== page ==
E-Readers: They're Hot Now, but the Story Isn't Over
Books are having their iPod moment this holiday season. But buyer beware: It could also turn out to be an eight-track moment.
While e-reading devices were once considered a hobby for early adopters, Justin Timberlake is now pitching one on prime-time TV commercials for Sony Corp. (SNE). Meanwhile, Amazon.com Inc.’s (AMZN) Kindle e-reading device has become its top-selling product of any kind. Forrester Research (FORR) estimates 900,000 e-readers will sell in the U.S. in November and December.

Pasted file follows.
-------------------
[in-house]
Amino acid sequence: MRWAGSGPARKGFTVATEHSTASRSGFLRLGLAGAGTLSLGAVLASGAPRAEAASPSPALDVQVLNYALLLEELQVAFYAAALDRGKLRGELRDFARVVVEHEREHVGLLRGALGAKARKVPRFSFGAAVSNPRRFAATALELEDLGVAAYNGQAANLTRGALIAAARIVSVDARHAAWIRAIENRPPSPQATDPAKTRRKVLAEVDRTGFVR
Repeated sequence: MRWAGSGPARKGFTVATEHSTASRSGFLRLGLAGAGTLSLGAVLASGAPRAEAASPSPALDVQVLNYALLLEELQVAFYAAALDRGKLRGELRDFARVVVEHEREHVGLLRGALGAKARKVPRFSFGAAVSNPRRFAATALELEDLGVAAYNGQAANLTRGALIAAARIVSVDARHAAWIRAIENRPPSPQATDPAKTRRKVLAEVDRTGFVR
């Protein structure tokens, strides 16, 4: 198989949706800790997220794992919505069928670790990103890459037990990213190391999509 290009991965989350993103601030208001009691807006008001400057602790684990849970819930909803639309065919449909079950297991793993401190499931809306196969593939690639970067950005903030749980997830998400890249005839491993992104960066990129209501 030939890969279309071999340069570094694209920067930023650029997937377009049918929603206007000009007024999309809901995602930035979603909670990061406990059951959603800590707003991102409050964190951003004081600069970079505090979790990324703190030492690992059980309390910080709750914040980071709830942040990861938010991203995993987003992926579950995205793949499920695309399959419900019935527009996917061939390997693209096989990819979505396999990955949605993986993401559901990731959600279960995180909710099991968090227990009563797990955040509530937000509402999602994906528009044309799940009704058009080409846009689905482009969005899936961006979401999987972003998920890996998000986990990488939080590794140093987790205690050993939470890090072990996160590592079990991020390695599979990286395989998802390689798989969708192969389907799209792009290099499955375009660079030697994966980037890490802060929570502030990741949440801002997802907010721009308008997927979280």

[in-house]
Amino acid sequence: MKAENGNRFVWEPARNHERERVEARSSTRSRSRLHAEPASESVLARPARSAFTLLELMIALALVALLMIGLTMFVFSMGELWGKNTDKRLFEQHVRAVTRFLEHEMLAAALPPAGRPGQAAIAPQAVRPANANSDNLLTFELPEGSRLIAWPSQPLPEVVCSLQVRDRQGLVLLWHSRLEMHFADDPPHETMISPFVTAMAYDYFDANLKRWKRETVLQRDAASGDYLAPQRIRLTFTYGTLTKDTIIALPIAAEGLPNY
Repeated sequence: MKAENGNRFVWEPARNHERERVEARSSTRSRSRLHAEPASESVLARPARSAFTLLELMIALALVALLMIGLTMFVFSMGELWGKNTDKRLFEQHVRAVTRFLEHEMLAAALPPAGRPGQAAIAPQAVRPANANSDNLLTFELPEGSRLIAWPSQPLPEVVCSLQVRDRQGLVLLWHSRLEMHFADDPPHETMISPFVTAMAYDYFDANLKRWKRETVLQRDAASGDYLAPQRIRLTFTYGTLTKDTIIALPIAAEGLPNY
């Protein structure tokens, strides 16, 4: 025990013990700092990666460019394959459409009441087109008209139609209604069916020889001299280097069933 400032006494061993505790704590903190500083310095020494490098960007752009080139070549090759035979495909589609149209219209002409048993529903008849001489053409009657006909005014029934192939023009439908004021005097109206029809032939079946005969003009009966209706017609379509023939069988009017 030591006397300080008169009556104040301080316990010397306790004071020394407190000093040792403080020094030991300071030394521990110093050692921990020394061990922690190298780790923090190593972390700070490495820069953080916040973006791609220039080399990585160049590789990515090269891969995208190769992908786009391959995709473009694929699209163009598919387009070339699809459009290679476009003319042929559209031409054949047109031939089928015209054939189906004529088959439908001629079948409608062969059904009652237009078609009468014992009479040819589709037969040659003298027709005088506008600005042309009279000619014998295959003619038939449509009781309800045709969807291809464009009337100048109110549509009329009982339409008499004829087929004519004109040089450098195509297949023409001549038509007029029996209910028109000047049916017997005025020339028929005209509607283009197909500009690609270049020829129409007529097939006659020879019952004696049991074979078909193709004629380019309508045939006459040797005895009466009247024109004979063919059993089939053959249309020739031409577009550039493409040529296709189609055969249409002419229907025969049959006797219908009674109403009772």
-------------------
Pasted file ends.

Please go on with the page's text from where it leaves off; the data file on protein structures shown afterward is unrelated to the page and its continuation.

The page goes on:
But e-reader buyers may be sinking cash into a technology that could become obsolete. While the shiny glass-and-metal reading gadgets offer some whiz-bang features like wirelessly downloading thousands of books, many also restrict the book-reading experience in ways that trusty paperbacks haven’t, such as limiting lending to a friend. E-reader technology is changing fast, and manufacturers are aiming to address the devices’ drawbacks.